February 19, 2017 --
The temporary ban by U.S. District Judge James L. Robart (W.D. Washington) on enforcement of President Trump’s executive order, “Protecting the Nation from Foreign Terrorist Entry into the United States,” rested on the judge’s view that the plaintiffs were “’likely to succeed on the merits’”; would be “’likely to suffer irreparable harm in the absence of preliminary relief’”; had “’the balance of equities’” in their favor; and, “’an injunction is in the public interest’.”
The action was brought by the State of Washington against President Donald J. Trump, and others. Washington State is in the Ninth Circuit. Washington was joined by the State of Minnesota—which does not lie within the Ninth Circuit.
Federalist Paper No. 69 suggests, at least to LPR, that a sitting president is not amenable to legal process. Alexander Hamilton explained that under the Constitution, only after impeachment and removable from office is the former president “liable to prosecution and punishment in the ordinary course of law.” In the Steel Seizure Case, for example, the defendant was the commerce secretary, not President Truman.
Perhaps the case of “U.S. v. Nixon” did away with the constitution’s distinction between a president and a former president impeached and removed from office. (For an argument opposing the standing Judge Robart accorded Washington and Minnesota, see David B. Rivkin Jr. and Lee A. Casey, “The Ninth Circuit Ignores Precedent and Threatens National Security”, Wall Street Journal, February 11-12, 2017.)
For present purpose, LPR will focus on the “irreparable harm” rationale of Judge Robarts. Redeye Radio hosts Eric Harley and Gary McNamara suggested, in the early hours of February 10 that as a result of the action of Judge Robarts, backed by a three-judge Ninth Circuit Court of Appeals panel, judges could now ban a declaration of war by Congress. Indeed.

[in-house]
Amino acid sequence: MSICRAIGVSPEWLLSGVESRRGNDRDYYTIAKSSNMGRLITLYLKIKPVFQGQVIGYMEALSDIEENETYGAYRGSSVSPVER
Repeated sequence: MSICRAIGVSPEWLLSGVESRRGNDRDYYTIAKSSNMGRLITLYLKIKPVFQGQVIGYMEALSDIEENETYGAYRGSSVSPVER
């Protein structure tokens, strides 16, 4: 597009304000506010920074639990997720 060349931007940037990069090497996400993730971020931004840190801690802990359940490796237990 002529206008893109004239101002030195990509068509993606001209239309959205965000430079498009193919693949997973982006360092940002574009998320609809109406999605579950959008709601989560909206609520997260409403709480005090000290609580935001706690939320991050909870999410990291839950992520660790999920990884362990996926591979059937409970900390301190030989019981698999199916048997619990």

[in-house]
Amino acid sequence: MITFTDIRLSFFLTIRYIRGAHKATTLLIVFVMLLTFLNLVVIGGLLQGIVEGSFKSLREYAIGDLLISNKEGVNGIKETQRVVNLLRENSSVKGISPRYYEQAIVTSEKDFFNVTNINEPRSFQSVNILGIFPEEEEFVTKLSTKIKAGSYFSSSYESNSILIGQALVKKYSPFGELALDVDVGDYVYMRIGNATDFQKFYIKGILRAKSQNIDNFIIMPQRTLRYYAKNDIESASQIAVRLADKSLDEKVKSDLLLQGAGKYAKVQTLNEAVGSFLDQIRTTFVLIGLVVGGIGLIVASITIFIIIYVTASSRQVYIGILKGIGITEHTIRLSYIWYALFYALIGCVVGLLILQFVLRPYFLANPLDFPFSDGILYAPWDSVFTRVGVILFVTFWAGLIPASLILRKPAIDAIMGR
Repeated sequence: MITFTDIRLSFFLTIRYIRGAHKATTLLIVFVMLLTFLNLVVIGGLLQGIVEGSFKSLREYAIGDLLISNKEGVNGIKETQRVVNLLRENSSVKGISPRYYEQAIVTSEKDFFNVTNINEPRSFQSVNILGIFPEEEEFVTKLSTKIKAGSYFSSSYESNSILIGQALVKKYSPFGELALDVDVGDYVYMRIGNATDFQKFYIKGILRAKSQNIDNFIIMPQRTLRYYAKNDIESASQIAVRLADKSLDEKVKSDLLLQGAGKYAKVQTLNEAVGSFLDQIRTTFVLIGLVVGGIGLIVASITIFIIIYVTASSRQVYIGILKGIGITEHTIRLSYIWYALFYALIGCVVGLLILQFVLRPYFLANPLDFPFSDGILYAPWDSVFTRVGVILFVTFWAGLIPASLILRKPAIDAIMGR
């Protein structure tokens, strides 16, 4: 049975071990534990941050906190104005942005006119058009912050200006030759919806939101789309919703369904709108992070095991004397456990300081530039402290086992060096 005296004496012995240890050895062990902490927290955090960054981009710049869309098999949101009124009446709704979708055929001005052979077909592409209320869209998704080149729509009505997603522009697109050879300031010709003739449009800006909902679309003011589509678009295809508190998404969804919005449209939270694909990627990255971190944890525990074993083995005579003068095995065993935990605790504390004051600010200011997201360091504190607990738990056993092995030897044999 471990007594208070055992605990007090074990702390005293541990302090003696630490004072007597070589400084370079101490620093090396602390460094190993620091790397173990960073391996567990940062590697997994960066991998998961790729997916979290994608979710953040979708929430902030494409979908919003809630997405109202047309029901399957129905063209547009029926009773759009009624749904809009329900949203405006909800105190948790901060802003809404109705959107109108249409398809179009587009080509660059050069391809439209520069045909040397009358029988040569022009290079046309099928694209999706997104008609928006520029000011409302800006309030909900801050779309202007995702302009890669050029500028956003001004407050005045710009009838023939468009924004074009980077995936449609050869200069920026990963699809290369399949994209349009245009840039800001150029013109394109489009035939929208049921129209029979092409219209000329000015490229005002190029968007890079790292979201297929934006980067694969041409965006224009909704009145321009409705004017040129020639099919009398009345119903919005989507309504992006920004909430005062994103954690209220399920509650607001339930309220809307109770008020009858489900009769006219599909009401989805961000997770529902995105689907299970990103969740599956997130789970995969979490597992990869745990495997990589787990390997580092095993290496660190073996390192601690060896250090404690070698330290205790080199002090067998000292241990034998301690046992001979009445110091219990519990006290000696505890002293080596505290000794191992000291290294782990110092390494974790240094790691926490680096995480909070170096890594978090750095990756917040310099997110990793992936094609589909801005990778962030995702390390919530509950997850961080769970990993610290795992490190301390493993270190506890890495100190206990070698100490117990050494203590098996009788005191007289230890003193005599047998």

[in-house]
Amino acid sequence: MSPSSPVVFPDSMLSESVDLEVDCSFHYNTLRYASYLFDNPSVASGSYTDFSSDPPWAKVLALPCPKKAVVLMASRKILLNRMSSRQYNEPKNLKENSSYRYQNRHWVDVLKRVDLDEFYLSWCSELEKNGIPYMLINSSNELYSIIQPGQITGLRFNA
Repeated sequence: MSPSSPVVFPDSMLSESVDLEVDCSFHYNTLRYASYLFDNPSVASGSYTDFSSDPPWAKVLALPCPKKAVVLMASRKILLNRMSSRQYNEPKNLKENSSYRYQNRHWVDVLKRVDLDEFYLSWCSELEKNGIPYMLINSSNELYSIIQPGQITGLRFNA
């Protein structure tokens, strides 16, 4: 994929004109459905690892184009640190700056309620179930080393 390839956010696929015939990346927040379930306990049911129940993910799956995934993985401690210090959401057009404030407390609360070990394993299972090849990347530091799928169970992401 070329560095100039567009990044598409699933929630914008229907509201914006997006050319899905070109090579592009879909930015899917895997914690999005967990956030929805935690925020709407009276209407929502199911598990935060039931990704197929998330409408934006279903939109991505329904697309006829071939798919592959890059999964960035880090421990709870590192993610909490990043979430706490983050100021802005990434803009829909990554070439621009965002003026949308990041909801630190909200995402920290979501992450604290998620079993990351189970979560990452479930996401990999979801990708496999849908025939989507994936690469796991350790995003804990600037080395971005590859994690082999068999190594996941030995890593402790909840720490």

What would prevent California going to a U.S. district court in the Golden State to assert that a declaration of war against ISIS is liable to cause “irreparable harm” to residents of California in the armed forces of the United States, ordered to risk life and limb in the war on ISIS.
(And can anyone doubt that this war would be deemed by the left as a War on Islam?)
And why limit the theory to terrorism or military conflict? Chief Justice John Marshall, in McCulloch v. Maryland, 4 Wheat. 316 (1819) noted that “the power to tax involves the power to destroy”. It should not take an “ingenious mind” to bring an action seeking an injunction to block tax measures brought by the Republican-dominated Congress, at the behest of President Trump, to a judge in the Ninth Circuit that adds “irreparable harm” to Marshall’s words on the destructive power of taxation.
What is to be done? First, LPR proposes that Congress codify Hamilton’s suggestion in Federalist No. 69 that a sitting president is not liable to legal process. (Perhaps by removing “Donald J. Trump” from the caption of lawsuit – while he is president – would dampen, somewhat, leftist zeal to rush to court to block his actions.) Next, individual state should not be empowered to throw a monkey wrench into the federal system. Wasn’t this a major problem with the Articles of Confederation that the Constitution was intended to correct?
LPR proposes that a majority of states must join in a lawsuit against the federal government resting on the “irreparable harm” theory. Lastly, if presidents are to remain subject to legal process, Congress should remove jurisdiction of such cases from the district and appellate courts and give to the Supreme Court of the United States original jurisdiction on actions brought against the president.
Absent such corrective measures, the “irreparable harm” argument could give the nation Rule by Judiciary, with the president reduced to a figurehead, issuing proclamations announcing holidays like Thanksgiving Day – but perhaps not even left with the power to pardon the turkeys.